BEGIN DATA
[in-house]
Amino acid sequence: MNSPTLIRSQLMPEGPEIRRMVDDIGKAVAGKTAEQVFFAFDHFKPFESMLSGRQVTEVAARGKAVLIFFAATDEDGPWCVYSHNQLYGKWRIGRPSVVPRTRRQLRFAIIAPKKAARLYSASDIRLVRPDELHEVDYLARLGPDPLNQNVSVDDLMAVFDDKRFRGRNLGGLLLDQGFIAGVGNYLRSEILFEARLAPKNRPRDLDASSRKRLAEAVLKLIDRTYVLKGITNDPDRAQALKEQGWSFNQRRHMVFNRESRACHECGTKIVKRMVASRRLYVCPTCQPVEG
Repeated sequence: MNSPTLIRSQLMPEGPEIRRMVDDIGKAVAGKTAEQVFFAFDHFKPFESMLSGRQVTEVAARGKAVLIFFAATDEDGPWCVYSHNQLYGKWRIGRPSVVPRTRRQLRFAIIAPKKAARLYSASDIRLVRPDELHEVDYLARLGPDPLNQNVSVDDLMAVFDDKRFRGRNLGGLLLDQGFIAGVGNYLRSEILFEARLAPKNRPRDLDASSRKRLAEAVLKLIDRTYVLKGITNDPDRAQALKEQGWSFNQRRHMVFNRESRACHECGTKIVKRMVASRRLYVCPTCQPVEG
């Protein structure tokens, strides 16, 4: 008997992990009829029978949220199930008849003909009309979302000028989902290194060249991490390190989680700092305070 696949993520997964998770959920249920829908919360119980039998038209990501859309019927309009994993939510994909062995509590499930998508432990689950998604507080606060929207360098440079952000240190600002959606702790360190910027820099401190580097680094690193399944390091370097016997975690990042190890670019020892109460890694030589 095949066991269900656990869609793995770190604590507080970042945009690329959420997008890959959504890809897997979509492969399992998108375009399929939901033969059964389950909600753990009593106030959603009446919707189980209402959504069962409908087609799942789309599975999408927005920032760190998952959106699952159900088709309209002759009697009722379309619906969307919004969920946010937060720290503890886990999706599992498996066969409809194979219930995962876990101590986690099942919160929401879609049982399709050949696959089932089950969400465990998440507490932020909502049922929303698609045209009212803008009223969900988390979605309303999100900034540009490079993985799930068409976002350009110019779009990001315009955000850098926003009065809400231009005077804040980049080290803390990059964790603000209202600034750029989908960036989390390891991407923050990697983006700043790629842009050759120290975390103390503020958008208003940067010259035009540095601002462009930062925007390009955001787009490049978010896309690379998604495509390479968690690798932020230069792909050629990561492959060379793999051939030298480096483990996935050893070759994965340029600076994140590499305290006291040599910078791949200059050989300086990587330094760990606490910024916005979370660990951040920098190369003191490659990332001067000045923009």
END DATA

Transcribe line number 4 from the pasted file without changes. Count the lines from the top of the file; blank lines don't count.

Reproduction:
């Protein structure tokens, strides 16, 4: 008997992990009829029978949220199930008849003909009309979302000028989902290194060249991490390190989680700092305070 696949993520997964998770959920249920829908919360119980039998038209990501859309019927309009994993939510994909062995509590499930998508432990689950998604507080606060929207360098440079952000240190600002959606702790360190910027820099401190580097680094690193399944390091370097016997975690990042190890670019020892109460890694030589 095949066991269900656990869609793995770190604590507080970042945009690329959420997008890959959504890809897997979509492969399992998108375009399929939901033969059964389950909600753990009593106030959603009446919707189980209402959504069962409908087609799942789309599975999408927005920032760190998952959106699952159900088709309209002759009697009722379309619906969307919004969920946010937060720290503890886990999706599992498996066969409809194979219930995962876990101590986690099942919160929401879609049982399709050949696959089932089950969400465990998440507490932020909502049922929303698609045209009212803008009223969900988390979605309303999100900034540009490079993985799930068409976002350009110019779009990001315009955000850098926003009065809400231009005077804040980049080290803390990059964790603000209202600034750029989908960036989390390891991407923050990697983006700043790629842009050759120290975390103390503020958008208003940067010259035009540095601002462009930062925007390009955001787009490049978010896309690379998604495509390479968690690798932020230069792909050629990561492959060379793999051939030298480096483990996935050893070759994965340029600076994140590499305290006291040599910078791949200059050989300086990587330094760990606490910024916005979370660990951040920098190369003191490659990332001067000045923009």